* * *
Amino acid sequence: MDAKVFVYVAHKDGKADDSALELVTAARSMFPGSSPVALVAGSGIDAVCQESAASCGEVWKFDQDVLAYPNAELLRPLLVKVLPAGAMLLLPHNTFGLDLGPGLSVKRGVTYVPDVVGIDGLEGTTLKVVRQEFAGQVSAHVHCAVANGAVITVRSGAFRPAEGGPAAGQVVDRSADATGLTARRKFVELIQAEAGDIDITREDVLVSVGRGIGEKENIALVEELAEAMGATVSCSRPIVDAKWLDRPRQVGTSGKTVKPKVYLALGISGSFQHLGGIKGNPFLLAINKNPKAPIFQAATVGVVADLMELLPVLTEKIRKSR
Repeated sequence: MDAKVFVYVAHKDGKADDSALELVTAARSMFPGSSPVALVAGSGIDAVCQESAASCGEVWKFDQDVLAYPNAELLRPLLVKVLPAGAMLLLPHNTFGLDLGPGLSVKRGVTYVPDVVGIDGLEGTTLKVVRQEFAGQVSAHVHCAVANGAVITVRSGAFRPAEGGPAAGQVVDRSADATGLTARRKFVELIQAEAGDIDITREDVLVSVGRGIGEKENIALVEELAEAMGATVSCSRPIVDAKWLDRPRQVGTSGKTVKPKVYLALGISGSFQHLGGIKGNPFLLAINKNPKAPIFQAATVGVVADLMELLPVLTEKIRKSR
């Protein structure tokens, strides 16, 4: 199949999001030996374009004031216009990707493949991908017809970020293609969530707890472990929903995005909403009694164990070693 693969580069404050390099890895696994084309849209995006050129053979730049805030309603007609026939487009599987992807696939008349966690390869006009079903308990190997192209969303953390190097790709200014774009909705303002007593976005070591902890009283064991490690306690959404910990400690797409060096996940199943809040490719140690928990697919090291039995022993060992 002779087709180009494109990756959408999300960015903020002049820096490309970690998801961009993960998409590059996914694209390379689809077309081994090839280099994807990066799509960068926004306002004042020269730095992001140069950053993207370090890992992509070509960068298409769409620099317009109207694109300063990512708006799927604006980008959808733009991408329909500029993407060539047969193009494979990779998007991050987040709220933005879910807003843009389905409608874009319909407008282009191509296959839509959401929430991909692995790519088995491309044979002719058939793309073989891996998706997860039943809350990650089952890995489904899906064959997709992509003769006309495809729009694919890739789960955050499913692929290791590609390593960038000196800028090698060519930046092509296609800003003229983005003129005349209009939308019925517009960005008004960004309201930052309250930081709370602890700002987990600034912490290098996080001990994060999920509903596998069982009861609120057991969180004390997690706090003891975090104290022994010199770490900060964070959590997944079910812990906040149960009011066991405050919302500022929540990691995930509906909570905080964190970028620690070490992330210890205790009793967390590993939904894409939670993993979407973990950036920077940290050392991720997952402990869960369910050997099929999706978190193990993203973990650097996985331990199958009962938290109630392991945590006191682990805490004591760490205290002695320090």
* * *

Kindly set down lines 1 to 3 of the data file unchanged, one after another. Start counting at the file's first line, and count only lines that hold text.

Amino acid sequence: MDAKVFVYVAHKDGKADDSALELVTAARSMFPGSSPVALVAGSGIDAVCQESAASCGEVWKFDQDVLAYPNAELLRPLLVKVLPAGAMLLLPHNTFGLDLGPGLSVKRGVTYVPDVVGIDGLEGTTLKVVRQEFAGQVSAHVHCAVANGAVITVRSGAFRPAEGGPAAGQVVDRSADATGLTARRKFVELIQAEAGDIDITREDVLVSVGRGIGEKENIALVEELAEAMGATVSCSRPIVDAKWLDRPRQVGTSGKTVKPKVYLALGISGSFQHLGGIKGNPFLLAINKNPKAPIFQAATVGVVADLMELLPVLTEKIRKSR
Repeated sequence: MDAKVFVYVAHKDGKADDSALELVTAARSMFPGSSPVALVAGSGIDAVCQESAASCGEVWKFDQDVLAYPNAELLRPLLVKVLPAGAMLLLPHNTFGLDLGPGLSVKRGVTYVPDVVGIDGLEGTTLKVVRQEFAGQVSAHVHCAVANGAVITVRSGAFRPAEGGPAAGQVVDRSADATGLTARRKFVELIQAEAGDIDITREDVLVSVGRGIGEKENIALVEELAEAMGATVSCSRPIVDAKWLDRPRQVGTSGKTVKPKVYLALGISGSFQHLGGIKGNPFLLAINKNPKAPIFQAATVGVVADLMELLPVLTEKIRKSR
């Protein structure tokens, strides 16, 4: 199949999001030996374009004031216009990707493949991908017809970020293609969530707890472990929903995005909403009694164990070693 693969580069404050390099890895696994084309849209995006050129053979730049805030309603007609026939487009599987992807696939008349966690390869006009079903308990190997192209969303953390190097790709200014774009909705303002007593976005070591902890009283064991490690306690959404910990400690797409060096996940199943809040490719140690928990697919090291039995022993060992 002779087709180009494109990756959408999300960015903020002049820096490309970690998801961009993960998409590059996914694209390379689809077309081994090839280099994807990066799509960068926004306002004042020269730095992001140069950053993207370090890992992509070509960068298409769409620099317009109207694109300063990512708006799927604006980008959808733009991408329909500029993407060539047969193009494979990779998007991050987040709220933005879910807003843009389905409608874009319909407008282009191509296959839509959401929430991909692995790519088995491309044979002719058939793309073989891996998706997860039943809350990650089952890995489904899906064959997709992509003769006309495809729009694919890739789960955050499913692929290791590609390593960038000196800028090698060519930046092509296609800003003229983005003129005349209009939308019925517009960005008004960004309201930052309250930081709370602890700002987990600034912490290098996080001990994060999920509903596998069982009861609120057991969180004390997690706090003891975090104290022994010199770490900060964070959590997944079910812990906040149960009011066991405050919302500022929540990691995930509906909570905080964190970028620690070490992330210890205790009793967390590993939904894409939670993993979407973990950036920077940290050392991720997952402990869960369910050997099929999706978190193990993203973990650097996985331990199958009962938290109630392991945590006191682990805490004591760490205290002695320090």